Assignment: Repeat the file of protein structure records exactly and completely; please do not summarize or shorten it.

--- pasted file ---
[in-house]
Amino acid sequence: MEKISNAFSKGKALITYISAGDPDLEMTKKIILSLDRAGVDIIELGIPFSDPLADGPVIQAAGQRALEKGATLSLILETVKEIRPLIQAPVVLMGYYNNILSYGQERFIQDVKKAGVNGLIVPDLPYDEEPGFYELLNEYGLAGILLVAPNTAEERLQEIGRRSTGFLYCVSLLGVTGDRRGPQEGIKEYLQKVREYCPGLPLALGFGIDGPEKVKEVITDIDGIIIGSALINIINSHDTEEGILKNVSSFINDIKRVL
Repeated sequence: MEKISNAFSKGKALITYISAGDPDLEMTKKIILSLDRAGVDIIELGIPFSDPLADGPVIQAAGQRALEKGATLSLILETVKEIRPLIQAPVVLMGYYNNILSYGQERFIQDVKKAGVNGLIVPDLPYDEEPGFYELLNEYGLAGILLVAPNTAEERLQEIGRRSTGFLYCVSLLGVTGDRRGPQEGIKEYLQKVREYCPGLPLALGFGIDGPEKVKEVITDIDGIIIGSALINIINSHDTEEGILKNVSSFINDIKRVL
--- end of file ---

[in-house]
Amino acid sequence: MEKISNAFSKGKALITYISAGDPDLEMTKKIILSLDRAGVDIIELGIPFSDPLADGPVIQAAGQRALEKGATLSLILETVKEIRPLIQAPVVLMGYYNNILSYGQERFIQDVKKAGVNGLIVPDLPYDEEPGFYELLNEYGLAGILLVAPNTAEERLQEIGRRSTGFLYCVSLLGVTGDRRGPQEGIKEYLQKVREYCPGLPLALGFGIDGPEKVKEVITDIDGIIIGSALINIINSHDTEEGILKNVSSFINDIKRVL
Repeated sequence: MEKISNAFSKGKALITYISAGDPDLEMTKKIILSLDRAGVDIIELGIPFSDPLADGPVIQAAGQRALEKGATLSLILETVKEIRPLIQAPVVLMGYYNNILSYGQERFIQDVKKAGVNGLIVPDLPYDEEPGFYELLNEYGLAGILLVAPNTAEERLQEIGRRSTGFLYCVSLLGVTGDRRGPQEGIKEYLQKVREYCPGLPLALGFGIDGPEKVKEVITDIDGIIIGSALINIINSHDTEEGILKNVSSFINDIKRVL